Chapter 36 Summary

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Last Updated on May 5, 2015, by eNotes Editorial. Word Count: 602

On the day before Absalom’s execution, Kumalo tells his wife that he will climb into the mountains. This is what he always does when he faces extreme sorrow or temptation, so she agrees that it is a good idea. He invites her to come along so that she will not be alone, but she says that she needs to stay close to home for the sake of the girl, who will give birth soon.

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Kumalo takes some tea and cornmeal cakes, and he sets out alone on the long hike into the mountains. On the way, he meets Jarvis, who says again that he wants to build a new church for Ndotsheni. He also says that he is moving to Johannesburg.

Kumalo hates the idea of Jarvis leaving, but the white man explains that he is too old to live alone. He plans to join his daughter-in-law and her children in Johannesburg, but he still intends to continue the work he has begun in Ndotsheni.

As the conversation continues, Kumalo finds that he does not have to explain why he is hiking into the mountains. Jarvis knows that Absalom’s execution will happen at dawn, and he says he understands. This makes Kumalo cry, which embarrasses both of them. Before they part, Kumalo thanks Jarvis for everything he has been doing for the village.

Kumalo is much older than he was the last time he took such a long hike, and his age slows him noticeably. When he finally gets to the top of the mountain, he sits on a rock and prays. First he prays for his son, who has repented now that it is too late to live a better life. Kumalo wishes he could undo his son’s crime, and he wishes he could know for sure whether Absalom is genuinely sorry for what he has done. However, Kumalo has learned that he gets no answers from agonizing over such matters, so he soon forces himself to move on to other thoughts.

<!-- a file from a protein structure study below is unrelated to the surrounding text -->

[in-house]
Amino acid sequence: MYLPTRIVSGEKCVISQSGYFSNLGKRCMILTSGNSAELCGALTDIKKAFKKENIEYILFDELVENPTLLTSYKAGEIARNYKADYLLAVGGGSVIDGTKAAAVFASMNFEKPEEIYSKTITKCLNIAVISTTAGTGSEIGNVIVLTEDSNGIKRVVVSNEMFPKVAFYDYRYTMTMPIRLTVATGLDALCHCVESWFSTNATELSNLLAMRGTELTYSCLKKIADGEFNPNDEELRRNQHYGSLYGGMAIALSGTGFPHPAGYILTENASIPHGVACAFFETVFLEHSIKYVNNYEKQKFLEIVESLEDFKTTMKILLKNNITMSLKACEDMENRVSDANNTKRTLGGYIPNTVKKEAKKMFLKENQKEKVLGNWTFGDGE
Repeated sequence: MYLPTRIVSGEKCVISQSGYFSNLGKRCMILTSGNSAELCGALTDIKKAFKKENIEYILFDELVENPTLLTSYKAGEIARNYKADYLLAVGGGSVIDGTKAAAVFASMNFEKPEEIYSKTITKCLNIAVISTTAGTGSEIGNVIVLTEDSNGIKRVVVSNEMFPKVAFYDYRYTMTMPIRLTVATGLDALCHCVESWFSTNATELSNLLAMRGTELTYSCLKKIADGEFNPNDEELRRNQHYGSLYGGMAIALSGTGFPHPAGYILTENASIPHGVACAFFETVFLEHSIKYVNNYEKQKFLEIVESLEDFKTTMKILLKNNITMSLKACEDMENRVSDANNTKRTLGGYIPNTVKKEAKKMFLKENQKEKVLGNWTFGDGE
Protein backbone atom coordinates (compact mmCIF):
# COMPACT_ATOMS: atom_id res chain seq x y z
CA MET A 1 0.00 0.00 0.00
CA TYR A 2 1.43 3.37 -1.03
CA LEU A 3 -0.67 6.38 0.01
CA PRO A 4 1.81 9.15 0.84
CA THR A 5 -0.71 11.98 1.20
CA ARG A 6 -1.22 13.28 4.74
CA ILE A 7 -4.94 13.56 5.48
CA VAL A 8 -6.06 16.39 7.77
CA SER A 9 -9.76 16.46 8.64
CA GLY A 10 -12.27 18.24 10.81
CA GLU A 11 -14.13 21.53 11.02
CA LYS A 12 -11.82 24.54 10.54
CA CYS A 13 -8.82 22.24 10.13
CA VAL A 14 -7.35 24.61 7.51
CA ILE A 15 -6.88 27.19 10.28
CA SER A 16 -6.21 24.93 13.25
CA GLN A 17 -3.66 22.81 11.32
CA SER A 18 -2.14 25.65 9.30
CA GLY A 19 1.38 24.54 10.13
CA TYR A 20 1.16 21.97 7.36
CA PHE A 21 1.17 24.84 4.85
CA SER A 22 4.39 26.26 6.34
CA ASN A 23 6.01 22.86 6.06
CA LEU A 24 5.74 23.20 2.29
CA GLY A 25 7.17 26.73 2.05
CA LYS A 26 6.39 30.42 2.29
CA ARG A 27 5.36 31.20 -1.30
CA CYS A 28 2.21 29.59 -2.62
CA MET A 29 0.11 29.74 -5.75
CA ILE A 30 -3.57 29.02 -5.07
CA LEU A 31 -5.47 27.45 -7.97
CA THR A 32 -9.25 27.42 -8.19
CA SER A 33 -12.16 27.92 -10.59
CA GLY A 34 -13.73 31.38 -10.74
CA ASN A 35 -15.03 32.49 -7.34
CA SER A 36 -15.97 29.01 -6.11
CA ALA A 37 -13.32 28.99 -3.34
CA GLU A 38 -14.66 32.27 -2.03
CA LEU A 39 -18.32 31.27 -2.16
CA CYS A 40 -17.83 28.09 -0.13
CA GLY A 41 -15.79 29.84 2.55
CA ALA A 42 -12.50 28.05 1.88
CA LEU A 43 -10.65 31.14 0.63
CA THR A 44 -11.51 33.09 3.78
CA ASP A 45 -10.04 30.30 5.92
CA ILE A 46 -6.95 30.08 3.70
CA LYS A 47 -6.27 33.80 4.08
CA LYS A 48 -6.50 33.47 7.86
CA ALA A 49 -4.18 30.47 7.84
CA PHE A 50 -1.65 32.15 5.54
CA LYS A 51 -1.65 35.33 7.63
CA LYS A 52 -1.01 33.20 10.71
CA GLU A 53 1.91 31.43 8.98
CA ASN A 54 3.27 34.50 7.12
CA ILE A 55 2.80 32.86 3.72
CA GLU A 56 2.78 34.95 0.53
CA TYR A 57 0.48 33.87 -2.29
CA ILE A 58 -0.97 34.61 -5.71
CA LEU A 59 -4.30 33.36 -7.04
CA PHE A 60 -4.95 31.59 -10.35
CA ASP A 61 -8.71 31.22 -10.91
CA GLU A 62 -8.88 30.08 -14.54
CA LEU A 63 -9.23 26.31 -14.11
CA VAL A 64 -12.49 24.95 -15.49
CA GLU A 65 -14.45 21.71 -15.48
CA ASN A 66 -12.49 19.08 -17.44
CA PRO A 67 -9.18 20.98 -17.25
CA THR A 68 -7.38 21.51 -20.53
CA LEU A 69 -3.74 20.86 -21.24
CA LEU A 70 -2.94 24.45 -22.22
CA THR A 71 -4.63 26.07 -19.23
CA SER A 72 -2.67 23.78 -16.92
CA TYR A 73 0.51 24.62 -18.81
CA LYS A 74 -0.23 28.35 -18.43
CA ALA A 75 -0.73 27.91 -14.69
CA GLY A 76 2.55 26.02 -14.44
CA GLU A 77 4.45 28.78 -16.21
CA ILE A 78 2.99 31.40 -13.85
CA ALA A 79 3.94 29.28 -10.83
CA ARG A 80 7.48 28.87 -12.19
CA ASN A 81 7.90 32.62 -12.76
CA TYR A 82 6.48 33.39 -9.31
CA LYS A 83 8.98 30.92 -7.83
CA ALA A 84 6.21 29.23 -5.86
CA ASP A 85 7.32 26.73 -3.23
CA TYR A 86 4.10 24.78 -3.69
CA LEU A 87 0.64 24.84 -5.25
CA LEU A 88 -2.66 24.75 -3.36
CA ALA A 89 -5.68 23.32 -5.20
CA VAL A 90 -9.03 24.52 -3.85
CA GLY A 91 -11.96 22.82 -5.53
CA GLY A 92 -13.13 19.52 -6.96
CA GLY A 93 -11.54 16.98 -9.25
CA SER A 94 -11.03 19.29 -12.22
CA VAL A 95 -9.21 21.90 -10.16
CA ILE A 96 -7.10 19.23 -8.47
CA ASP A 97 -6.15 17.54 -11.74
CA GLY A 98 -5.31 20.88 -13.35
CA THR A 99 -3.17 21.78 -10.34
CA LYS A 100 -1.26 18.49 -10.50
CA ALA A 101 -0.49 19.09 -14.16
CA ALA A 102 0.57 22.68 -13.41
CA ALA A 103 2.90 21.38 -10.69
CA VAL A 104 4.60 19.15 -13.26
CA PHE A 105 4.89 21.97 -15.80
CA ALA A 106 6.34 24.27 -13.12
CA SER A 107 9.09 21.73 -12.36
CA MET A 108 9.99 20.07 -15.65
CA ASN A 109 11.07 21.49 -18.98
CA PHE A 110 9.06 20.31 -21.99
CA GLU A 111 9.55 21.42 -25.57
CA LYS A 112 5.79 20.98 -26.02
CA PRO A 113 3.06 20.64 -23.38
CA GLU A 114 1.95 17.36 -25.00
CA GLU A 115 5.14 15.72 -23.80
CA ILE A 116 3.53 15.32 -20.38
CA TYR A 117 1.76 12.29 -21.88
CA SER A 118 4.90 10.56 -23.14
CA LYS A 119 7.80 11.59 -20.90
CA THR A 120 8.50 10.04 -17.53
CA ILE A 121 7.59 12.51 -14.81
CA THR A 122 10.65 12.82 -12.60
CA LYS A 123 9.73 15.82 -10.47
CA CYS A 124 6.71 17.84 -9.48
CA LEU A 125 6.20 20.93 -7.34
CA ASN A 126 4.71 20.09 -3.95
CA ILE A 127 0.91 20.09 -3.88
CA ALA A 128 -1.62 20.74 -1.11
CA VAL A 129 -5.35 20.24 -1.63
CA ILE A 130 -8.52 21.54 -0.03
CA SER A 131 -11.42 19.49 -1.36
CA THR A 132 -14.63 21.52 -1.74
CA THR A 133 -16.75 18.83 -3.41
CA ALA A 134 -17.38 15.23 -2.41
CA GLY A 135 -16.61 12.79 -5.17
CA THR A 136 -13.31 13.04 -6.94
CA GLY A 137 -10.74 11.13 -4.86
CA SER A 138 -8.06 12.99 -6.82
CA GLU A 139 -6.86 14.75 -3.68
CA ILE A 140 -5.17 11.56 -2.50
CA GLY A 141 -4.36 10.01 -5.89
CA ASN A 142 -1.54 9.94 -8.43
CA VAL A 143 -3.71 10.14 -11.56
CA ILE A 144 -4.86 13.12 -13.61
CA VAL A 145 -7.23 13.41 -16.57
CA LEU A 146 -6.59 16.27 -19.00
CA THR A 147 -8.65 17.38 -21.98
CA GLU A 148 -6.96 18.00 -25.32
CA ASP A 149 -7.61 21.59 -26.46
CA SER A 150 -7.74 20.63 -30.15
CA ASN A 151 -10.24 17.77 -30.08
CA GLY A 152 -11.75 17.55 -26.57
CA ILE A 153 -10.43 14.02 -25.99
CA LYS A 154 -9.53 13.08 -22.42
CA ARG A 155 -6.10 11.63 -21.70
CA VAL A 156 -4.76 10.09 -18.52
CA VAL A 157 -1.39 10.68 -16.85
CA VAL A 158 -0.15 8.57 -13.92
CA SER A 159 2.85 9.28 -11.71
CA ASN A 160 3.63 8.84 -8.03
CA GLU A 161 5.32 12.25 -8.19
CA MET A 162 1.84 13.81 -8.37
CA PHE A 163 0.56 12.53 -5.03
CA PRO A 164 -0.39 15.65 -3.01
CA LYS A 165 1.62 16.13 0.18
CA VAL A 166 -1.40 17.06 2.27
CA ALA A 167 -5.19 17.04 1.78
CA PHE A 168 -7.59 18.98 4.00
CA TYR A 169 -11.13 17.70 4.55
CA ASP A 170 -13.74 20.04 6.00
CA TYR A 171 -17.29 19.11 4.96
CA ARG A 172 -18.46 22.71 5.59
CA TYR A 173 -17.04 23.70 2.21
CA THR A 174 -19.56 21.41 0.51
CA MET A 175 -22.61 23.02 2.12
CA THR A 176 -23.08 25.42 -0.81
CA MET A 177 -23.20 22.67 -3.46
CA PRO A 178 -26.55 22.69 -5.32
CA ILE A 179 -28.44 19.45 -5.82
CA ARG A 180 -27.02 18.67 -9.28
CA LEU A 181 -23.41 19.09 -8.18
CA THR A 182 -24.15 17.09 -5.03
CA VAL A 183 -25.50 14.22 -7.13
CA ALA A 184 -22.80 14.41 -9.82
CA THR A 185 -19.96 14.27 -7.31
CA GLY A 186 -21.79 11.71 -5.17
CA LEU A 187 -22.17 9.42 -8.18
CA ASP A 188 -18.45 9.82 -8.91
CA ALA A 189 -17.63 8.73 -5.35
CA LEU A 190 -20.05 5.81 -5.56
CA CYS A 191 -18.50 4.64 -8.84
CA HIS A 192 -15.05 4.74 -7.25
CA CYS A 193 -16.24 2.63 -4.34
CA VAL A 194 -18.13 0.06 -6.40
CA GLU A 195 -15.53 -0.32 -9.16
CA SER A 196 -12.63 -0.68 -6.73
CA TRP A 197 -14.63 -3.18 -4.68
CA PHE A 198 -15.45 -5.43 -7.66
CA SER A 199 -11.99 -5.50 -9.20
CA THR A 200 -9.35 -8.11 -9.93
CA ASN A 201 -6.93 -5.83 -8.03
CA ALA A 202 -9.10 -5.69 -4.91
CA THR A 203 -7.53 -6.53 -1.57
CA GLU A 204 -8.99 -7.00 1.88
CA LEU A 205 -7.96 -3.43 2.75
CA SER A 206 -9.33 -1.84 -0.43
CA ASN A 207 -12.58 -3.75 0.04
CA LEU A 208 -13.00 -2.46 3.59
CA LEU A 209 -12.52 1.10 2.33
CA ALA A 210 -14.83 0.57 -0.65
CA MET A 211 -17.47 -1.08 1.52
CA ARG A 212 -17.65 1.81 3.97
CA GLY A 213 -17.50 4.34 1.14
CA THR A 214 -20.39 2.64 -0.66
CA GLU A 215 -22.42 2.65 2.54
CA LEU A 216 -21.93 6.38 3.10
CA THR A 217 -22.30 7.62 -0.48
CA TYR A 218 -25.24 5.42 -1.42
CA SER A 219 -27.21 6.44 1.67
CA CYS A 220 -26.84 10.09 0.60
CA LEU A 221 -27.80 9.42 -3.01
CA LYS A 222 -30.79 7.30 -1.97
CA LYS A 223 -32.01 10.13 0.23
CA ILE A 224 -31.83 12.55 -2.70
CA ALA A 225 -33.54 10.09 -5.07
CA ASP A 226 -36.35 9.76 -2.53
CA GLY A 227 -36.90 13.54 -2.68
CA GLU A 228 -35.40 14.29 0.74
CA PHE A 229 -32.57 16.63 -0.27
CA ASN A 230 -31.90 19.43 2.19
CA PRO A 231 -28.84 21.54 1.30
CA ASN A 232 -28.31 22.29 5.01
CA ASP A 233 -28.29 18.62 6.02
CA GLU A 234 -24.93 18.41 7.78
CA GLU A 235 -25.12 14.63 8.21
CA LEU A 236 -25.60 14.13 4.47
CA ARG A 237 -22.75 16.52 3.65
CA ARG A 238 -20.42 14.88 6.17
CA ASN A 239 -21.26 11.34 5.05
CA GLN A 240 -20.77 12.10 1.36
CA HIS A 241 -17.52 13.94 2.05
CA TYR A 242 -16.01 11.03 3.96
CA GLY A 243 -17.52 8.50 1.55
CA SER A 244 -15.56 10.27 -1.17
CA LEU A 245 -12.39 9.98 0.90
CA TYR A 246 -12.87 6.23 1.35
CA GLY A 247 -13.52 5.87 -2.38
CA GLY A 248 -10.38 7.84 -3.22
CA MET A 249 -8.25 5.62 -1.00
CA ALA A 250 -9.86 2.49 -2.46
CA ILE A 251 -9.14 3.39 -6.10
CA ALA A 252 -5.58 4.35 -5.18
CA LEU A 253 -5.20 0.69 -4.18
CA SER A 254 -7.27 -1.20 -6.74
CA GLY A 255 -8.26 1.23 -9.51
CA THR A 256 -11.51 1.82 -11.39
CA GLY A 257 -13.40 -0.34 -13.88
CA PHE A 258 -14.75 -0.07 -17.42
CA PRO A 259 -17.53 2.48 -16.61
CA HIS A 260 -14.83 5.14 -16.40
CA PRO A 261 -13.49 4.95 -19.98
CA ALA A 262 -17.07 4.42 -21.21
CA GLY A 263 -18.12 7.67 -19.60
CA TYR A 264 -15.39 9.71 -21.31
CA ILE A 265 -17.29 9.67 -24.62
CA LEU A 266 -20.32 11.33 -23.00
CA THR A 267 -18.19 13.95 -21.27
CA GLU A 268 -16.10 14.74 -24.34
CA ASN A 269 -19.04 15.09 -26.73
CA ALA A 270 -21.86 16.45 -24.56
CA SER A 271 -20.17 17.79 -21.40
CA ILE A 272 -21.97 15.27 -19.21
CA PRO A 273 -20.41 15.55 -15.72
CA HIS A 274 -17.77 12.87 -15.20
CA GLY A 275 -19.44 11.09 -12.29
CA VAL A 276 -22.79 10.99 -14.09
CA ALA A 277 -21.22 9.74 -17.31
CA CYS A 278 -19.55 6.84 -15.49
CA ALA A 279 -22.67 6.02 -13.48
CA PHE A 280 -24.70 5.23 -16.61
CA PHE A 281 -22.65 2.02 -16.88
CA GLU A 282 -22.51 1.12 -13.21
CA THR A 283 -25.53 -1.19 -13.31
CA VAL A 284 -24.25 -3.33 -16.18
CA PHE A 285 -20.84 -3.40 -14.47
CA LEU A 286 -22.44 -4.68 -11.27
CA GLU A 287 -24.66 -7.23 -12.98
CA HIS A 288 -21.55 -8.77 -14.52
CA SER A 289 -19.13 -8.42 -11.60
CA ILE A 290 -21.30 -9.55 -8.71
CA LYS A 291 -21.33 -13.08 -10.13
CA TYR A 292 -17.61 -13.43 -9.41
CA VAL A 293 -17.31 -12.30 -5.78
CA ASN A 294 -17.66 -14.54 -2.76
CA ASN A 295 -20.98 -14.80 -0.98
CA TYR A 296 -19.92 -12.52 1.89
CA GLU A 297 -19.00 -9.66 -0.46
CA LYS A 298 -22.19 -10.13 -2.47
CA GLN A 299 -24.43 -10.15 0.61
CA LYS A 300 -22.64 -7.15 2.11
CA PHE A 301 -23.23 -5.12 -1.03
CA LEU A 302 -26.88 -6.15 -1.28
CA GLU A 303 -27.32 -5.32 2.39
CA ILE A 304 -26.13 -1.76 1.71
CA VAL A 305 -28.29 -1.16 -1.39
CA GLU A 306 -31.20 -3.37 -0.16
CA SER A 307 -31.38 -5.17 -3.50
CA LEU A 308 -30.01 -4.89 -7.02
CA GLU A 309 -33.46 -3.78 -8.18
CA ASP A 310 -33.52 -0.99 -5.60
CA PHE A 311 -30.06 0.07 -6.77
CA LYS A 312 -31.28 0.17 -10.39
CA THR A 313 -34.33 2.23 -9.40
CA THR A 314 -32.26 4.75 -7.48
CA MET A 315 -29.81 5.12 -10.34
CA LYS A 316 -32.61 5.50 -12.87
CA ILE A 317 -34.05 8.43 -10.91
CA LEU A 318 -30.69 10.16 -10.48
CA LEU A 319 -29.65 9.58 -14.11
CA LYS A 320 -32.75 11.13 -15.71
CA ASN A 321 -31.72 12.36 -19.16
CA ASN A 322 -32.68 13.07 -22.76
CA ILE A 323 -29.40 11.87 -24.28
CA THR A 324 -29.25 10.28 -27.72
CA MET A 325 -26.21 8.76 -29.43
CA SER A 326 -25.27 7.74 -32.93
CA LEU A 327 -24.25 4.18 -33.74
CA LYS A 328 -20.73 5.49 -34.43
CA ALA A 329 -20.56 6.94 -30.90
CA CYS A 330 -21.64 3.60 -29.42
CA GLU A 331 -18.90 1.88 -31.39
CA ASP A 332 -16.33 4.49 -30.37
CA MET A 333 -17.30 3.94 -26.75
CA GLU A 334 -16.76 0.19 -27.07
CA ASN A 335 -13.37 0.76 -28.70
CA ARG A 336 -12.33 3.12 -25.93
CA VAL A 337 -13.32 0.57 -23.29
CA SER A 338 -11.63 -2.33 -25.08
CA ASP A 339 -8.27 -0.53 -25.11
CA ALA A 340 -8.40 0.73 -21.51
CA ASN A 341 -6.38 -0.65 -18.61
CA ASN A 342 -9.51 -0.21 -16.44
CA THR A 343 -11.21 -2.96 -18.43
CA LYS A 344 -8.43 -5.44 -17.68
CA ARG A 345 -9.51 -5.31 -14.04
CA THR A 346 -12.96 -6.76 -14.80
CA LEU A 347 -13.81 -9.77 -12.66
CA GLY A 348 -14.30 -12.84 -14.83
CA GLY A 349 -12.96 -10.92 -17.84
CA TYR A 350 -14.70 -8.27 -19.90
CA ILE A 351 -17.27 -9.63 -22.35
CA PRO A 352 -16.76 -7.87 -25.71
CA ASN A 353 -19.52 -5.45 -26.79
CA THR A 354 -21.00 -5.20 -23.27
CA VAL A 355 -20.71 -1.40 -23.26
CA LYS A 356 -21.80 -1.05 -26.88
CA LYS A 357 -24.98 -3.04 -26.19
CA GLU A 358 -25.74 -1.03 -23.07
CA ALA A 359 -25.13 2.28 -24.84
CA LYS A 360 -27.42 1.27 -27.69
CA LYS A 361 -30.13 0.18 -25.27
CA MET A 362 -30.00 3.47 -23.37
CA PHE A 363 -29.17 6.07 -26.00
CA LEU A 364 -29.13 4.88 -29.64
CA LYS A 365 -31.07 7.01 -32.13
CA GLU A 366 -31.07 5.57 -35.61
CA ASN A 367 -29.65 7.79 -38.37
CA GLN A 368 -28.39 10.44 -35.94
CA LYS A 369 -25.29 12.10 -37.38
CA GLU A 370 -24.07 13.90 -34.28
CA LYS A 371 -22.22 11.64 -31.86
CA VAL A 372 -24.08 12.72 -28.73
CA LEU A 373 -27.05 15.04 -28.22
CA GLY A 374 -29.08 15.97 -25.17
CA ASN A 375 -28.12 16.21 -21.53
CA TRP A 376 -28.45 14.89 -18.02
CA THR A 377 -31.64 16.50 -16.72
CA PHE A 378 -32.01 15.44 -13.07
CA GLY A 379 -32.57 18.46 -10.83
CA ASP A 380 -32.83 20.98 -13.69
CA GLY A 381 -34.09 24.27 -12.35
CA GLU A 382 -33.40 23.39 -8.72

The old man prays for forgiveness for his sins, and he also gives thanks for his blessings. During the latter part of the prayer, he is almost surprised to realize how many blessings he has received. He takes his time thinking of all the good people he has known and of the healing that is now being accomplished in Ndotsheni.

Kumalo no longer spends much time wondering why he experiences suffering. But now it occurs to him to wonder why he, of all the men in South Africa, has been chosen to experience so many blessings. There is probably another man who experienced deep troubles without finding so many reasons to hope. This bothers Kumalo, but eventually he forces himself to stop thinking about it. He has learned that it is not in his power to understand such things.

During the night, Kumalo falls asleep. He awakes once at one o’clock in the morning, and he wonders whether his wife and son are getting any sleep tonight. He doubts it, and he prays for both of them.

After that, Kumalo falls asleep again, and he awakes about an hour before sunrise. He knows that hangings happen as the sun comes up, so he guesses that the final preparations are being made right now. He prays and grieves for the last hour until the sun rises, and then he accepts that his son is dead.

As Cry, the Beloved Country ends, the author observes that the sun rises in Africa every morning. But nobody knows when the sun will rise on an Africa that is free.

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